Opinion: The concept is good and the plot is there but I will be honest, I DNF’d Tess of the Road at 17%. This is the quickest I have ever decided that a book is not for me but I just cannot stand it. Because everything to make a great story is there I am giving it two stars. It has promise but that is it.

Tess is angsty and angry. She does not care for others feelings and is very poor me, sob story, everyone hates me. I had trouble staying focused and found myself having to force myself to read one chapter all the way through. The whole time I was reading I wanted to stop. It is so slow. That is ultimately what led me to DNF. I just was not enjoying this story. I am not saying that you will not.

My Overall Rating: ★★

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Guest Post: Authors need Bloggers with Ms. Hannah Lynn

Hellllooooooooo blogging world!

I want to take the time to thank Ms. Hannah Lynn, author of The Afterlife of Walter Augustus, which will be releasing July 12, 2018, for stopping by today!

The blog tour for The Afterlife of Walter Augustus will be running from July 15th-July 31st.

Make sure you stop by on Sunday to check out my stop on the tour!

Without any further ado, I am handing the mike (so to speak) over to Ms. Lynn!


Authors need Bloggers:

Why self-published authors need to take a little more care when they are contacting bloggers.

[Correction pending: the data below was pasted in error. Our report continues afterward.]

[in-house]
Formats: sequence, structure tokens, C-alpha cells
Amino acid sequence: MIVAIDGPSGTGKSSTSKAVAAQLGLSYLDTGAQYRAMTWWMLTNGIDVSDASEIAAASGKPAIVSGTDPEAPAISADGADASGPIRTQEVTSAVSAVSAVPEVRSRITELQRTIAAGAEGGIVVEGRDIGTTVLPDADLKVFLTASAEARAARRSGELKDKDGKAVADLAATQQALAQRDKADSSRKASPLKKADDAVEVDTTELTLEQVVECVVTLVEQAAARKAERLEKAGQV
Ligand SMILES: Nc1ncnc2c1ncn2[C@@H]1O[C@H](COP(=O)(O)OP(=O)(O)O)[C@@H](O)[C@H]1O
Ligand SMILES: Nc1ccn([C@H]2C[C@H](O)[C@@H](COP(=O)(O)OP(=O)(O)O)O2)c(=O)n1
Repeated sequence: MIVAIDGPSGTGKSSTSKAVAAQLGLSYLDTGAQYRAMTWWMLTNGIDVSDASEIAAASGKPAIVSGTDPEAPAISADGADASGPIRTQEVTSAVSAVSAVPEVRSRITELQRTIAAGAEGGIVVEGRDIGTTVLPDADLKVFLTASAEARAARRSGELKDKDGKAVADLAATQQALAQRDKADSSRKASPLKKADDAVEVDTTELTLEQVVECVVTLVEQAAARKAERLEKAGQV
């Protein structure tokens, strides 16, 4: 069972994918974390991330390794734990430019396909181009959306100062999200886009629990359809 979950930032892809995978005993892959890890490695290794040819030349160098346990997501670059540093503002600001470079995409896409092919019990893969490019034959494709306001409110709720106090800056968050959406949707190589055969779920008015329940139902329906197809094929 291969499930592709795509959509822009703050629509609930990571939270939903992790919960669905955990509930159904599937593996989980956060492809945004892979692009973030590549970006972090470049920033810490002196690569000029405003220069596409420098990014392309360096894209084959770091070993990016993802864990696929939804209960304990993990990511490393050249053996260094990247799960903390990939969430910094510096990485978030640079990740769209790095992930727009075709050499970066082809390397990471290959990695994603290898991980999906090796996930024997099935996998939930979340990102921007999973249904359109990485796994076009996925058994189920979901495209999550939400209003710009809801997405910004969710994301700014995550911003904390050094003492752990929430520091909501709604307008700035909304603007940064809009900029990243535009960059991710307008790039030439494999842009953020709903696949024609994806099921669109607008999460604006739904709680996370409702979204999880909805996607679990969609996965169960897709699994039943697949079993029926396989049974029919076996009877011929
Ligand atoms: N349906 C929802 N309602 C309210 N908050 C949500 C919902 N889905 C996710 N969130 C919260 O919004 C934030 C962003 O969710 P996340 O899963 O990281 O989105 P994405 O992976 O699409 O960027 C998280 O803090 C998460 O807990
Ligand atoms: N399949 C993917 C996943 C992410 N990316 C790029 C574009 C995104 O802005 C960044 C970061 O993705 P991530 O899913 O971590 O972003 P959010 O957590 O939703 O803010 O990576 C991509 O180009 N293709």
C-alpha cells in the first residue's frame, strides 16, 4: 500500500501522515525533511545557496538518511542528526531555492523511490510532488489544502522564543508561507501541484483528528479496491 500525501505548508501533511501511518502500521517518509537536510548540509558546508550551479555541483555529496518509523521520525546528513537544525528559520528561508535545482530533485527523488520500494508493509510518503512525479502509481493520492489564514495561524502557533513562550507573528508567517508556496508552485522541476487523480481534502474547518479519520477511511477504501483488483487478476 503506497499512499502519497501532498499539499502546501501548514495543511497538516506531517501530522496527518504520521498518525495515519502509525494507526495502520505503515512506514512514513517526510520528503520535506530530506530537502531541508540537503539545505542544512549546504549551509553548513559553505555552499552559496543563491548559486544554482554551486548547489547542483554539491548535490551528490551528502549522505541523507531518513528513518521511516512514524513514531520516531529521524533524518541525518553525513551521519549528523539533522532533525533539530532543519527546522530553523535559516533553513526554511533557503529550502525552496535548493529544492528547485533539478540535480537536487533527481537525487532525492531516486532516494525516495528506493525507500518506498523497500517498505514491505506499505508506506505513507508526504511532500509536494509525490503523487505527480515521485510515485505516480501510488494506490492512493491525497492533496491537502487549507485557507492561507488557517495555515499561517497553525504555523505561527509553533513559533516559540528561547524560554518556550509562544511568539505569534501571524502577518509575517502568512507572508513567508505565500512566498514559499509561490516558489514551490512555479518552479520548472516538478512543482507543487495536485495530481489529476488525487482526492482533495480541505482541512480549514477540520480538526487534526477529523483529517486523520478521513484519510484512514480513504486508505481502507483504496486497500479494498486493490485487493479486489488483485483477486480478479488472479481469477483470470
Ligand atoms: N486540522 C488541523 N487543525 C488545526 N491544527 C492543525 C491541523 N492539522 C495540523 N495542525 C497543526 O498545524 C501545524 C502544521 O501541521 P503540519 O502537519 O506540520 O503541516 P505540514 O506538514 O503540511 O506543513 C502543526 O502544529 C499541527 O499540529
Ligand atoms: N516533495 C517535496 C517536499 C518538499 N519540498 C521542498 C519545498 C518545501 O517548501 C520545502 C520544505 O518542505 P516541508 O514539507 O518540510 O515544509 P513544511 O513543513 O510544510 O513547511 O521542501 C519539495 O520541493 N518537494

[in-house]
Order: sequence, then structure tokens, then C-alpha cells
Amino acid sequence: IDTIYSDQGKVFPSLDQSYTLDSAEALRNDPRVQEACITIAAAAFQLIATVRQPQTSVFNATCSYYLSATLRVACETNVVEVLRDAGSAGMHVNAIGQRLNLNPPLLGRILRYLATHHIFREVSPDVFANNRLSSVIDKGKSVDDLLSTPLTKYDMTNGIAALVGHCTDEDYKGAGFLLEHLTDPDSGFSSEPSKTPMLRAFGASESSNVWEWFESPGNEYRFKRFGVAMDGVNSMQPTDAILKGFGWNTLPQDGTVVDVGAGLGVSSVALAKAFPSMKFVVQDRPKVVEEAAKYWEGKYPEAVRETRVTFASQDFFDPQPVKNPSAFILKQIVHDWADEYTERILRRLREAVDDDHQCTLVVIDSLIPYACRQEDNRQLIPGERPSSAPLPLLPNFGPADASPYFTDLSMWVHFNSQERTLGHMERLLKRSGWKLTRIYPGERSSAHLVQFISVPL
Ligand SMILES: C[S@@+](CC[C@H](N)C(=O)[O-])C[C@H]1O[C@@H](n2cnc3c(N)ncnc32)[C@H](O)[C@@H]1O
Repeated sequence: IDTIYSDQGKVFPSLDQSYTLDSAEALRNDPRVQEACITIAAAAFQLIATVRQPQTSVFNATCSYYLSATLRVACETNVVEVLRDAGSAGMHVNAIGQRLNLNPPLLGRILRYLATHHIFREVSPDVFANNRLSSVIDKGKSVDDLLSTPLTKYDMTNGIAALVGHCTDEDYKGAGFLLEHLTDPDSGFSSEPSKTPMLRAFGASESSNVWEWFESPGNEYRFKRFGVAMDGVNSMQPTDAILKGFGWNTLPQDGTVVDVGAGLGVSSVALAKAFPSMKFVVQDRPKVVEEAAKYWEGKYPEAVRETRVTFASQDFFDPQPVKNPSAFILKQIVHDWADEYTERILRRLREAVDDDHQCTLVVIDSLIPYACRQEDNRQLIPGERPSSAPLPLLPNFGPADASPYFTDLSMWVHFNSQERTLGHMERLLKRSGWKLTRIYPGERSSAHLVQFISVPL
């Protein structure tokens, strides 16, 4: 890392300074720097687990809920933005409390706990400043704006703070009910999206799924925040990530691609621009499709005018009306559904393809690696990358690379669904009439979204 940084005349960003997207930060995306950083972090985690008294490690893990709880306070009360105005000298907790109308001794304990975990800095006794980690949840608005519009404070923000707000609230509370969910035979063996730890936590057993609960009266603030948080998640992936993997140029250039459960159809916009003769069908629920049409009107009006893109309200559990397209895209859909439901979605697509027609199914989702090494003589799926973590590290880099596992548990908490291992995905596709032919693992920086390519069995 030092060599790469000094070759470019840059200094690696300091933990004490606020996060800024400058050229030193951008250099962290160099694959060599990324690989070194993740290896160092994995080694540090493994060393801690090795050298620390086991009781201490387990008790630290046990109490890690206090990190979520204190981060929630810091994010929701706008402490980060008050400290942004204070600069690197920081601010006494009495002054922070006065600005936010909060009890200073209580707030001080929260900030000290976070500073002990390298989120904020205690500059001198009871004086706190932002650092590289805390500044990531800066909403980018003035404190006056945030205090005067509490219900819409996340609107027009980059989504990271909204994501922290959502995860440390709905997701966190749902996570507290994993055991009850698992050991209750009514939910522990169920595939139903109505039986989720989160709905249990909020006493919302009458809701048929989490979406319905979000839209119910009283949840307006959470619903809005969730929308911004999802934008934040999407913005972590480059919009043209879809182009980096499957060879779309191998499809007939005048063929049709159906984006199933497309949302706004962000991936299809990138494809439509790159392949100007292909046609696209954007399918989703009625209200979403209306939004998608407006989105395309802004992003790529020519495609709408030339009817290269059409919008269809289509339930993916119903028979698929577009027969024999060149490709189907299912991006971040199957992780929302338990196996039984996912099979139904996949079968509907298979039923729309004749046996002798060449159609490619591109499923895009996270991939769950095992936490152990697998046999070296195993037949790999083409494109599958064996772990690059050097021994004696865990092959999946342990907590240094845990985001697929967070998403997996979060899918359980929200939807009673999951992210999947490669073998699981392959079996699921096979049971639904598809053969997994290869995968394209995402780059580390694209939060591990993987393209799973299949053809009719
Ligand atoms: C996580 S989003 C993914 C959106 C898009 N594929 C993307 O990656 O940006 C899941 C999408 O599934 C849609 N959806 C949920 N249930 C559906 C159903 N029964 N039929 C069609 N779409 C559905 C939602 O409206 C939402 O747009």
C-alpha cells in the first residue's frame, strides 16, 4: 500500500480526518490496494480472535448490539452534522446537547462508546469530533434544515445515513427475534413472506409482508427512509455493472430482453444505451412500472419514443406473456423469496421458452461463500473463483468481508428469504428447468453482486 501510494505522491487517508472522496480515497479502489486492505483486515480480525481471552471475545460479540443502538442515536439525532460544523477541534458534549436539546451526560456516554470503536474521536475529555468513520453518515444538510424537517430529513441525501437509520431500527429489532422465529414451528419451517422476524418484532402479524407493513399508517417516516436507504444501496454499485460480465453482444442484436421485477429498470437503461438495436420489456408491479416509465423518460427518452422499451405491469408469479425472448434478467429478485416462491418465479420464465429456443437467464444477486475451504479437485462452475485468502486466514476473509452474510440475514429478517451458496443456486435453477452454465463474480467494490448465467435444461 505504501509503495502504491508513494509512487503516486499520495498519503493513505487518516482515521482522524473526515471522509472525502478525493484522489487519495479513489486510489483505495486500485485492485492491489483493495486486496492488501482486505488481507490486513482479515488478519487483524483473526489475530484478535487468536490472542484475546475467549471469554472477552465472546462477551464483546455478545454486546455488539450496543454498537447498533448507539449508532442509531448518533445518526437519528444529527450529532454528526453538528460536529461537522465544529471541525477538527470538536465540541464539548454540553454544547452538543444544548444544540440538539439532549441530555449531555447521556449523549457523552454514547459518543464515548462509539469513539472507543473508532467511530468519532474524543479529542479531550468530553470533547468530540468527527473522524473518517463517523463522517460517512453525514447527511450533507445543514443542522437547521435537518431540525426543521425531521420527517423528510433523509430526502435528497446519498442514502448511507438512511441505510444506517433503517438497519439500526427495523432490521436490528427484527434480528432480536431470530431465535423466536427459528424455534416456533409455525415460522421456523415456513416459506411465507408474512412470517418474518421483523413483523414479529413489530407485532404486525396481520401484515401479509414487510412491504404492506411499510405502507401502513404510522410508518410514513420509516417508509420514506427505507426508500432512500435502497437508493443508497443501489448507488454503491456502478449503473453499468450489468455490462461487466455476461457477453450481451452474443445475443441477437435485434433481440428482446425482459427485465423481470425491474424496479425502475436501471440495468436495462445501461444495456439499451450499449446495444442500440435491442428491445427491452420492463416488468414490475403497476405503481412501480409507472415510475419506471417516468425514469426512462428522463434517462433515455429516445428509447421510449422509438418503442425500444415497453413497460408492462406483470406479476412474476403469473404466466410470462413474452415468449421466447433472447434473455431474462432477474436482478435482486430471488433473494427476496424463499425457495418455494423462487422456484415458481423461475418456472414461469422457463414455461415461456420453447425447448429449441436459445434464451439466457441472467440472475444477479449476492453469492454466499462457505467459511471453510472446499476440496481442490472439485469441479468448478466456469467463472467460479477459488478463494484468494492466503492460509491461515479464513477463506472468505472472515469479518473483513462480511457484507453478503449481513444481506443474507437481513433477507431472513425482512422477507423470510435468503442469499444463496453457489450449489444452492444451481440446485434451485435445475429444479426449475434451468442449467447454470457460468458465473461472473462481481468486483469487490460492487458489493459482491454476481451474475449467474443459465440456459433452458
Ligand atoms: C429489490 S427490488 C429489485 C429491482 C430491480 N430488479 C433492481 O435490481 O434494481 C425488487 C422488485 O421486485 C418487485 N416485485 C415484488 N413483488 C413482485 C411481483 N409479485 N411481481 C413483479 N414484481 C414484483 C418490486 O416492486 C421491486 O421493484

As a writer, I am a member of various online groups and forums aimed to connecting readers and writers. Some of this is for promotion — writers seeking out reviews for their latest novel — and others are simply there to allow you to make a connection. Time and time again on these forums I see the same thing, reviewers frustrated by the impersonal blanket emails sent out seeking reviews. In all honesty, I don’t understand why any writer — or generally any well-mannered person — would do that. So, I thought I would offer an explanation as to why this is such a bad idea and why taking the time to know bloggers can be not only worthwhile, but incredibly rewarding.

Writers need bloggers, not the other way around

Perhaps it has escaped your notice as a writer, but there are hundreds upon hundreds of thousands of books out there. Yes, yours may be incredibly unique, a masterpiece, rewriting fiction as we know it — I could go on and on, but I’m making myself a little nauseous — but even if it is, (and the truth is that it’s probably not) it won’t matter if no one ever gets to see it. Bloggers are our doorway to readers. And they don’t have to unbolt the door if they don’t want to.